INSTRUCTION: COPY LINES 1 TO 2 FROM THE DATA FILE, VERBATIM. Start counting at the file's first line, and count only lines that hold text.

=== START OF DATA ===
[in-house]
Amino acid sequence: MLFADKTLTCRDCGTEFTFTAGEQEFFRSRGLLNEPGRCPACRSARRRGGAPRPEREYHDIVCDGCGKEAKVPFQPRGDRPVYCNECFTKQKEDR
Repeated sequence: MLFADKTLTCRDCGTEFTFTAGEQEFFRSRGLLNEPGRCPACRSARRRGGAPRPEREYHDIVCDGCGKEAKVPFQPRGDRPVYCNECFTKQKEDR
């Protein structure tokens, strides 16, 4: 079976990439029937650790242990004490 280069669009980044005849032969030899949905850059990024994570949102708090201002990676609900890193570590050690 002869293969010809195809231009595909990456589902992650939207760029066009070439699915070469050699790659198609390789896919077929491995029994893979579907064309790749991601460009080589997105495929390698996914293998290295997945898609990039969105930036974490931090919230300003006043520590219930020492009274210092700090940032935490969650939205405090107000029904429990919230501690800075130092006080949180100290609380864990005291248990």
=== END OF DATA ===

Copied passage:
[in-house]
Amino acid sequence: MLFADKTLTCRDCGTEFTFTAGEQEFFRSRGLLNEPGRCPACRSARRRGGAPRPEREYHDIVCDGCGKEAKVPFQPRGDRPVYCNECFTKQKEDR